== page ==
- Miss Mary Reporting: The True Story of Sportswriter Mary Garber
- Sally Ride: Life on a Mission
- Roller Derby Rivals
- Basketball Belles: How Two Teams and One Scrappy Player Put Women's Hoops on the Map
- Wheels of Change: How Women Rode the Bicycle to Freedom (With a Few Flat Tires Along the Way)
- Bylines: A Photobiography of Nellie Bly
- Freeze Frame: A Photographic History of the Winter Olympics
- Swifter, Higher, Stronger: A Photographic History of the Summer Olympics
- Bull's-Eye: A Photobiography of Annie Oakley
- Girls Got Game: Sports Stories & Poems
- Play Like a Girl: A Celebration of Women In Sports
- Barbie: Shooting Hoops
- Winning Ways: A Photohistory of American Women in Sports
- A Whole New Ball Game: The Story of the All-American Girls Professional Baseball League
of Nellie Bly
Examining the life of a fearless and groundbreaking investigative reporter.
Foreword by Linda Ellerbee • Published by the National Geographic Society, 2009 • 64 pages • Ages 10 & up
Nina Brown Baker’s book Nellie Bly, Reporter, captured my imagination when I was a girl. This dramatic account of Nellie’s adventures inspired the budding writer in me as much as Louise Fitzhugh’s novel, Harriet the Spy. I still have my Scholastic paperback edition of Baker’s book, and even though I now know that it’s full of factual errors, I cherish it as one of the volumes that set me on my career path.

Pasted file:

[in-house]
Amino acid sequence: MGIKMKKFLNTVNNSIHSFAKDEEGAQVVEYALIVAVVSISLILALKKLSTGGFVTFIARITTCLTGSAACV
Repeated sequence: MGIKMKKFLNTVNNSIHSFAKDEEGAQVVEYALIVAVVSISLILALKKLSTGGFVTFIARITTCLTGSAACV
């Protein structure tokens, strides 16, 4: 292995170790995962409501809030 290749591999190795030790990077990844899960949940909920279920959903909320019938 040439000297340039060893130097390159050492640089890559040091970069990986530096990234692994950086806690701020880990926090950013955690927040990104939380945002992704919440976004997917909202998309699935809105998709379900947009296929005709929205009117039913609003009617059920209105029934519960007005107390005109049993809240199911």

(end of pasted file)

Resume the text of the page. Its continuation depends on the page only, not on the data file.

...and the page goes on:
I relished the prospect of digging deeper into Nellie Bly’s life, and I was not disappointed by what I found. Many of the articles she wrote were remarkable. Her investigative reports on female factory workers and the New York’s Women’s Lunatic Asylum, among other topics, are extraordinary for their depth and candor. Her profiles of the influential personalities of her day are unique because she approached her subjects with such disarming sincerity that they shared thoughts they usually kept to themselves. Susan B. Anthony, for example, went on record about everything from her regrets at having hit some of her students as a young teacher to her distaste for wedding vows that required women to promise to “obey” their husbands.
Nellie Bly helped open up the field of journalism for women, but she also ushered all reporters into an era when the power of the press could be harnessed to effect social change. With fierce determination and admirable skill, she communicated the struggles and challenges faced by her fellow citizens. Writing about her life confirmed what I suspected all those years ago. Nellie Bly is a worthy role model for aspiring writers and everyone else who hopes to make his or her mark on the world.
What the Critics Said
"By seamlessly weaving her subject's accomplishments as a national figure with her personal life, Macy offers a masterful account of how Bly and turn-of-the-century American society shaped one another." —Starred Review, School Library Journal, October 2009
Awards and Distinctions
Eureka! Silver Honor Book, 2010 (California Reading Association)
Cooperative Children’s Book Center Choices, 2010 (University of Wisconsin)
Amelia Bloomer List, 2010 (Feminist Task Force of the Social Responsibilities Round Table, American Library Association)